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How adjusting what customers pay can lead to a company turnaround.

Sometimes the most crucial lessons in entrepreneurship come from the simplest ventures. Mike Moyer got his start in business selling T-shirts in college. He sold a quality product, but didn’t earn a profit until he discovered just how important it is to get his pricing right. The key to his company’s resurgence was to raise his prices.

“The price increase changed the perception of the product and my ability to deliver a better service as well,” says Moyer, now a serial entrepreneur, as well as an author and teacher focusing on business topics.

He started his company, Banana Graphics, as a student at the University of Kansas in the 1990s. He tried to stand out among intense competition in the T-shirt market by offering a better shirt with original, multicolor designs, but soon found that his business expenses were more than his company’s revenues.

Eventually, he tried a drastically different tactic for turning around the company, doubling the prices from $6 to $12. “I didn’t believe my work was a commodity,” he says.

When he started to compete at a higher price point, he more than tripled his revenue within months. “I made more money, my order size went up, every customer after that was a repeat customer,” says Moyer.

Many business owners believe that raising prices may turn away their existing customers, and some shoppers do make their purchasing decisions based on price. By definition, however, they are not loyal customers, and in order to retain them, businesses enter a race to the bottom when pricing services and products, curtailing profits and branding themselves as an interchangeable commodity.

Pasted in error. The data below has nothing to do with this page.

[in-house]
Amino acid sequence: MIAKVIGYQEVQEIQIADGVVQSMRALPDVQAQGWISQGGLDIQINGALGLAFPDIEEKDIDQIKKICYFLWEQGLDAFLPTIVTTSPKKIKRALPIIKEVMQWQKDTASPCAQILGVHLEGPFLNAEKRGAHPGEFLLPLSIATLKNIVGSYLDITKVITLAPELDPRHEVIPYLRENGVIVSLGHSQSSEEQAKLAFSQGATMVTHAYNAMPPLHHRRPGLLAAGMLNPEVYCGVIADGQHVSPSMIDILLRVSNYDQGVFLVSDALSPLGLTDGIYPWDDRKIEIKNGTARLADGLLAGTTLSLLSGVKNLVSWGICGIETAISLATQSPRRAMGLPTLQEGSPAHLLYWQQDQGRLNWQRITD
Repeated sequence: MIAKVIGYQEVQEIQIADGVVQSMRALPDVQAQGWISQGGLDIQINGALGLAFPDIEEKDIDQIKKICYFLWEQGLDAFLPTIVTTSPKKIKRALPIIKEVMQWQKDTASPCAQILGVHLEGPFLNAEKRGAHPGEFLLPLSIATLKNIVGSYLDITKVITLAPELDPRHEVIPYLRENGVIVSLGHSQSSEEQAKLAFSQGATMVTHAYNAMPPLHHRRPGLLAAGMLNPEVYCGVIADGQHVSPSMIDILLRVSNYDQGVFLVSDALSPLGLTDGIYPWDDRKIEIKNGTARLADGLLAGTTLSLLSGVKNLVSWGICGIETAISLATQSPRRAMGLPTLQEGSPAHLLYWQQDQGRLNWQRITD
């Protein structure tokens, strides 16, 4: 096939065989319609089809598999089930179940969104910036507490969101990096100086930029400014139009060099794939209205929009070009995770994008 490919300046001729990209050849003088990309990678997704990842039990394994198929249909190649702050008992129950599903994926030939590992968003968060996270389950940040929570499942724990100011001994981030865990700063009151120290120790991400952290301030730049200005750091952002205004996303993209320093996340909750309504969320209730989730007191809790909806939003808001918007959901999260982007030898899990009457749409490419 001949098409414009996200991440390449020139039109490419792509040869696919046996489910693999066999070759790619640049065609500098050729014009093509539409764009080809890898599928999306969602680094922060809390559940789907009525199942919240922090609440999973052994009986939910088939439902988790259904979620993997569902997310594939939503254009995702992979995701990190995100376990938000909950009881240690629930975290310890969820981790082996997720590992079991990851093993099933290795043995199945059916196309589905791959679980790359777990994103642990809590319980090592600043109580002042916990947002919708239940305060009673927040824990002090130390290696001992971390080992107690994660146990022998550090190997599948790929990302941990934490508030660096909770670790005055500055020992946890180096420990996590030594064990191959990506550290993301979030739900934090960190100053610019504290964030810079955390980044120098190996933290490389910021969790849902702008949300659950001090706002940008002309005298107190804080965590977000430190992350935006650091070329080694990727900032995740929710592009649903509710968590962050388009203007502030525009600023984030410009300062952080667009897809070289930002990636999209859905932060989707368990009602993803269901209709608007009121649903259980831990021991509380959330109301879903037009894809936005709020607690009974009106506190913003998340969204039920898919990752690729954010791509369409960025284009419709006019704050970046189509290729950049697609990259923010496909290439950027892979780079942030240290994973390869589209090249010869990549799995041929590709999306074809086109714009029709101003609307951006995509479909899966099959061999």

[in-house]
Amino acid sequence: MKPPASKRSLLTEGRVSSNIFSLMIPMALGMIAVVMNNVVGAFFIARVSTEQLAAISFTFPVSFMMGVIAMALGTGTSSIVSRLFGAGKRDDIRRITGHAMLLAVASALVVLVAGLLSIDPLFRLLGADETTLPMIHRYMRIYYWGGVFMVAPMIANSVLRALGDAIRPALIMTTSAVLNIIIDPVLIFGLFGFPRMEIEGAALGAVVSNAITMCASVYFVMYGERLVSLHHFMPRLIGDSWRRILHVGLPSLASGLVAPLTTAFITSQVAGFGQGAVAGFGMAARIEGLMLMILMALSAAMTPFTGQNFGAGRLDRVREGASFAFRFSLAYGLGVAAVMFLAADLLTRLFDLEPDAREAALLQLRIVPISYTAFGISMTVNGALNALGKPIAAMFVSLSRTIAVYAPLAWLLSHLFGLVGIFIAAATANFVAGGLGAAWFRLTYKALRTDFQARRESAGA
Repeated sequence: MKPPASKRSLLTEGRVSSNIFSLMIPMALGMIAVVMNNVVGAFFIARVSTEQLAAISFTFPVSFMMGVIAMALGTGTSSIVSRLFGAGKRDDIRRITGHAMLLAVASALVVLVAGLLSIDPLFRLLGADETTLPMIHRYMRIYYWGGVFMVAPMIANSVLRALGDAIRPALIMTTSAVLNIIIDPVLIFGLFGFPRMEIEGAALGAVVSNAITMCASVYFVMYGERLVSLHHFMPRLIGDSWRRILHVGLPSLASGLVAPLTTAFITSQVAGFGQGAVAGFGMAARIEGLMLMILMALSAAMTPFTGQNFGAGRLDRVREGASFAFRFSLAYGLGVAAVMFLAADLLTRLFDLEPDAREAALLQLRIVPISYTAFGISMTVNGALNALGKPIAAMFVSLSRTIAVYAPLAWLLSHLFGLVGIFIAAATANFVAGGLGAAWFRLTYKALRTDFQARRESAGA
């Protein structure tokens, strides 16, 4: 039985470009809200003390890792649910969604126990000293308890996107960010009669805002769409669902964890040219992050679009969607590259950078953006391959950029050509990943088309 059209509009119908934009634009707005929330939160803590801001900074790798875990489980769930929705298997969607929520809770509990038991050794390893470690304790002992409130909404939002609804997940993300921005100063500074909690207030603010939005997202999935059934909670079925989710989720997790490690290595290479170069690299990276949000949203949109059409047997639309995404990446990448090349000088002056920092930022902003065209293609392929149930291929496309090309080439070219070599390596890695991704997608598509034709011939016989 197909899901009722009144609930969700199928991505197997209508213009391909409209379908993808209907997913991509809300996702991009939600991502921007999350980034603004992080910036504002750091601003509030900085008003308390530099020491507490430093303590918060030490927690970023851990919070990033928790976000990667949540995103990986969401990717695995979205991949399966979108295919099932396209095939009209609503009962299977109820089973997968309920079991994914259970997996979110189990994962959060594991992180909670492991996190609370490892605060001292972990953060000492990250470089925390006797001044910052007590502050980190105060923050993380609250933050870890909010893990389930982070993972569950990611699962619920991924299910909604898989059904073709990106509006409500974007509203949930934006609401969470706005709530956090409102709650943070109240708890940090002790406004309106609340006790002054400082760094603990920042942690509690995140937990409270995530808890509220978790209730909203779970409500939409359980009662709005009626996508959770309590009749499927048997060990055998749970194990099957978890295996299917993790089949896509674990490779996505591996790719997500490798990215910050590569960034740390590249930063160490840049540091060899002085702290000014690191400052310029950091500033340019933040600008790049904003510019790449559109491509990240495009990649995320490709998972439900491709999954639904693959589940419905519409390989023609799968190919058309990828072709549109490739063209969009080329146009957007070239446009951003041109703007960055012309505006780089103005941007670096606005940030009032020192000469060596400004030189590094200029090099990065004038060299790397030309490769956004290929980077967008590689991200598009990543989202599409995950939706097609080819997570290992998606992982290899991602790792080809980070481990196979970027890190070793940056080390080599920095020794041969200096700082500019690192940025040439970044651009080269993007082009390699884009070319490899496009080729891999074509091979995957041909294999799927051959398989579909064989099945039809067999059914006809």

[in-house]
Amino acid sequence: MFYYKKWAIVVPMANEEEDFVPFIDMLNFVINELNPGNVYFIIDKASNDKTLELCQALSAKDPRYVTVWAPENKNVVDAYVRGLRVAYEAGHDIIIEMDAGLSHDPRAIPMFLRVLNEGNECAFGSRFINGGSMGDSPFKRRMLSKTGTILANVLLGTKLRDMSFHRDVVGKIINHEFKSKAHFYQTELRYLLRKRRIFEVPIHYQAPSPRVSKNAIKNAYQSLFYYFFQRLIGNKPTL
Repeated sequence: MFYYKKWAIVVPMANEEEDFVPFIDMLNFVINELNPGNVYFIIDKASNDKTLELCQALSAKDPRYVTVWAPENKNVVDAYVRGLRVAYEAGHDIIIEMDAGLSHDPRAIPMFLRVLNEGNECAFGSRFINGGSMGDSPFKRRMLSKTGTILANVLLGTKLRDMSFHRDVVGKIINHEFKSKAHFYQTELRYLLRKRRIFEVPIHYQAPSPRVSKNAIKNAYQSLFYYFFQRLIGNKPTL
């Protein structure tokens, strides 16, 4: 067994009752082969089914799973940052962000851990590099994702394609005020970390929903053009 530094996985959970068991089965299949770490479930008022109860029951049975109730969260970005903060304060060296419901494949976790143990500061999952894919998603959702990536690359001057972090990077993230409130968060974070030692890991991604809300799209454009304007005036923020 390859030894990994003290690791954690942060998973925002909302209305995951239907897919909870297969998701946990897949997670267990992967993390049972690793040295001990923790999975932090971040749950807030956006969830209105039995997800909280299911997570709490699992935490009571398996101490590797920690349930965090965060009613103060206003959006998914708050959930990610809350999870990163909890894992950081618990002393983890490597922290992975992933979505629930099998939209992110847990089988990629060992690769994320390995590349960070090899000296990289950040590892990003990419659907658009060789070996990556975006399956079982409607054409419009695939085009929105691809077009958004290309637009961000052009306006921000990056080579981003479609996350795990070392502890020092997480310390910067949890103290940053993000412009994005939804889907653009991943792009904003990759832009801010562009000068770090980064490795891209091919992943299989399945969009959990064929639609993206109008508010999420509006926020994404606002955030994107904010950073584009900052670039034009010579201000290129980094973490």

Instead, Moyer actually found that his client loyalty increased dramatically once he raised prices. This is due to the fact that people were choosing his shirts because they liked them, not because they were the cheapest. “It puts you in a different emotional state with your customer,” he says.

Pricing products correctly can also help provide the capital influx to continue growing your business. Moyer used his increased cash flow to make investments in automation and printing to further advance his company’s revitalization.

Ultimately, he reached nearly $1 million in revenue before he sold the business. For business owners seeking to turn their business around through pricing, Moyer offers the following three tips:

  1. Let go of the belief that you must be a low-cost provider.
  2. Create a higher quality product to justify a higher cost.
  3. Bundle products together to give your offerings a competitive edge.

The big lesson for entrepreneurs? The best pricing is not always the cheapest, and a shift in what customers pay can lead to increased sales and bigger profits.

Want to learn more savvy business strategies? Take a look at our business resource center. And, one of the smartest business decisions you can make is being proactive about protection. Connect with an agent today to learn about customized coverage for your business.

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Related Topics: Business Growth , Finance